After decades-long repression of the Kurdish identity, last year one of several Kurdish language schools opened amid fanfare as part of Turkey's bid to join the European Union.
But the classrooms now stand empty in the impoverished southeast and Kurdish language broadcasters are silent, a sign of the gap between the promise and implementation of EU-inspired reforms, as Turkey prepares for accession talks.
"The state has made it hard for us and provided no support," Suleyman Yilmaz complained in his office, where a television set shows a Kurdish music programme broadcast from western Europe.
"People have been subjected to an assimilation policy and that turned people off the whole idea of learning," he said.
Lack of interest played a role in a decision to close the schools this summer.
Many of Turkey's 12 million strong Kurds want Kurdish to be used in normal schools as the language of instruction, Yilmaz said.
Yilmaz rejected local talk that fighters from the banned Kurdistan Workers Party (PKK) had sought the schools' closure.
The PKK continues to command a
measure of support among Kurds
The sensitivity of Kurdish demands in Turkey can partly be explained by the violence that has wracked the southeast since the PKK launched an armed separatist campaign in 1984.
More than 30,000 people, mostly Kurds, have been killed in the conflict.
Under EU pressure, in 2002 Turkey lifted bans on teaching and broadcasts in Kurdish, but bureaucratic resistance delayed implementation of the reform.
Last year, state TV and radio began regular, limited programming in Kurdish and other minority languages. Broadcasters in the southeast are yet to benefit from this easing of restrictions.
At the Gun (Day) station in Diyarbakir, there is growing frustration at the failure of authorities to allow Kurdish programming one and a half years after the channel made its application.
If permission is granted, broadcasts will be limited to 45 minutes a day or four hours a week with Turkish subtitles.
"People have been subjected to an assimilation policy and that turned people off the whole idea of learning"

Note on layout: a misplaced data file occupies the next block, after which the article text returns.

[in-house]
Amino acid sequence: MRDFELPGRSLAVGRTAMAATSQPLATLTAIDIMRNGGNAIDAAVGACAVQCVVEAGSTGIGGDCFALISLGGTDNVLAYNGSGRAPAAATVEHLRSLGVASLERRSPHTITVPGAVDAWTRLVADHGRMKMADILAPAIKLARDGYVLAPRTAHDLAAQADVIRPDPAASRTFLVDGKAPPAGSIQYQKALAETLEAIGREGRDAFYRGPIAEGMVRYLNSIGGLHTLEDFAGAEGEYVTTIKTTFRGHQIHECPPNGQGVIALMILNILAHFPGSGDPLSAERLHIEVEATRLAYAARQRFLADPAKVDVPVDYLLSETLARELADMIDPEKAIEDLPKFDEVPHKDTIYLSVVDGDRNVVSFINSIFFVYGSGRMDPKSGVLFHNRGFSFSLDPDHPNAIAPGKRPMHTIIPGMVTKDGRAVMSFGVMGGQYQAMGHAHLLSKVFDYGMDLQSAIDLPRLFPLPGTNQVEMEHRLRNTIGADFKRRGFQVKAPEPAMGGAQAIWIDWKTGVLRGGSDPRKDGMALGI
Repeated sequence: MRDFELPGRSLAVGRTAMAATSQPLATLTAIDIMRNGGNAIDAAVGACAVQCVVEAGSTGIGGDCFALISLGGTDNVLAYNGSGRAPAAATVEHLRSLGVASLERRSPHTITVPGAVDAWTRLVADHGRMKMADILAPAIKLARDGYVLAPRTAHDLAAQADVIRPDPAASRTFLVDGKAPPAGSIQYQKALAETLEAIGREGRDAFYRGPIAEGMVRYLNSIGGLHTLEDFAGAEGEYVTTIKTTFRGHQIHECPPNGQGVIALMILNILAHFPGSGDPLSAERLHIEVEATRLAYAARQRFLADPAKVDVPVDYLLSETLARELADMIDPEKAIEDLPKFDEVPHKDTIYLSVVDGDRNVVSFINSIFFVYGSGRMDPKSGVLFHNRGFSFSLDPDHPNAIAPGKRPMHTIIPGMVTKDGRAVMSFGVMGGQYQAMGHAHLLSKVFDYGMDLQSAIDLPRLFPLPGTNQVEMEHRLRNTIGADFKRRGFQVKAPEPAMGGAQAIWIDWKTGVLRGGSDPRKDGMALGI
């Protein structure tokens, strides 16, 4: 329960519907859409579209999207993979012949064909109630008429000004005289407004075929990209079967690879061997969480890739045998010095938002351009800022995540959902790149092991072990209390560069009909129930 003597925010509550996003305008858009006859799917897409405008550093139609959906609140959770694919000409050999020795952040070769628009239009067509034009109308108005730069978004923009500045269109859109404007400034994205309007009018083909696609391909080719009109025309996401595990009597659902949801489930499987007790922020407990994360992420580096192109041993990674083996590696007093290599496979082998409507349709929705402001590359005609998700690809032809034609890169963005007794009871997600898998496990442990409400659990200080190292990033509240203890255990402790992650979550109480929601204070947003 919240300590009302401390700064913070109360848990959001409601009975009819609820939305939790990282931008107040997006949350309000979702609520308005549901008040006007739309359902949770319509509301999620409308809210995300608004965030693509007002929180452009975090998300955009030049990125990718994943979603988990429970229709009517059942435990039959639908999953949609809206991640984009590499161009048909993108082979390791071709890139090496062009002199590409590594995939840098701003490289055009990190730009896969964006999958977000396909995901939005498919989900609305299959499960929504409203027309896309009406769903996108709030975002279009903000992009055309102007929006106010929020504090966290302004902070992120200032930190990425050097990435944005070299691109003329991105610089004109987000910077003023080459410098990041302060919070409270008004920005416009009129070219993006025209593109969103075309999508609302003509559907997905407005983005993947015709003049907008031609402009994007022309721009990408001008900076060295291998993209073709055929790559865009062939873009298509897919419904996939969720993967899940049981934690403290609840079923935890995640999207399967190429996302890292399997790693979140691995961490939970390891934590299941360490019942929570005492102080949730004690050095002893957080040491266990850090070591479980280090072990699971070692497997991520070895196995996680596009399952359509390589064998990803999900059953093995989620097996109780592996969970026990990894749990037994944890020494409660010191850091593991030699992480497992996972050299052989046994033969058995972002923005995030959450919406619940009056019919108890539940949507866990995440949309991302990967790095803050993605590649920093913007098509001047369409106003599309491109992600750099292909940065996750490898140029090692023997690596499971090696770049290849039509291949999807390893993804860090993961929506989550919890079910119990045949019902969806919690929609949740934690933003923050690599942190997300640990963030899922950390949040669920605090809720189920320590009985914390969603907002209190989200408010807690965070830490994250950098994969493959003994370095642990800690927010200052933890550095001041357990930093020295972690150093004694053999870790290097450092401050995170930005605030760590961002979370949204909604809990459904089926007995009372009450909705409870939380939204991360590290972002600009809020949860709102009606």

"These are small steps for us. They have something of a symbolic meaning for us and we are hoping that the restrictions will eventually be removed," said station director Cemal Dogan.
The station has fought 20 court cases, mainly about Kurdish song lyrics. Most ended in acquittal but it has been shut down twice for a month, once when guests spoke Kurdish on a live programme.
"People can now express themselves freely in the streets, even to the extent of defending an independent Kurdistan, but if I broadcast that, it is regarded as a crime," Dogan said.
The station has already prepared arts and culture programmes, and Dogan speculated that permission to broadcast may be given before the 3 October start of EU talks as a political gesture.
Erdogan is the first leader to
refer to a 'Kurdish problem'
Ironically, the station can already broadcast Kurdish language advertisements. Women parade in brightly coloured Kurdish dresses in one advert for clothing. An advertiser extols a local book fair in another.
Locals can also watch Kurdish language satellite programmes from nearby Iraq or the pro-PKK Roj TV based in Denmark.
The Kurds have acquired a powerful advocate in the country's Prime Minister Tayyip Erdogan, who last month became the first Turkish leader to refer to a "Kurdish problem", which he said should be resolved by democratic reforms.
Solidarity with Kurds
In a visit to Diyarbakir, Erdogan vowed solidarity with the southeast and expressed disquiet at the failure of authorities to allow private channels to broadcast in Kurdish.
"These are small steps for us. They have something of a symbolic meaning for us and we are hoping that the restrictions will eventually be removed"
Gun (Day) station director
Many Kurds welcomed his initiative, which has coincided with a resurgence of separatist violence and nationalist tensions.
The regional head of the Human Rights Association, Selahattin Demirtas, has said the main obstacle to progress lies in Turkey's judicial and bureaucratic apparatus, where old habits die harder than old laws.
"(They) have shown resistance, hence there has been a problem with implementation (of reforms). The problem is more one of mentality than of laws themselves," he said.
At the same time, the government is under pressure to revive restrictions under anti-terror legislation because of growing separatist violence, with fighters attacking military targets in the southeast and even tourists in western Turkey.
"These are backward steps," Demirtas said. "We say that the best security is to increase democracy."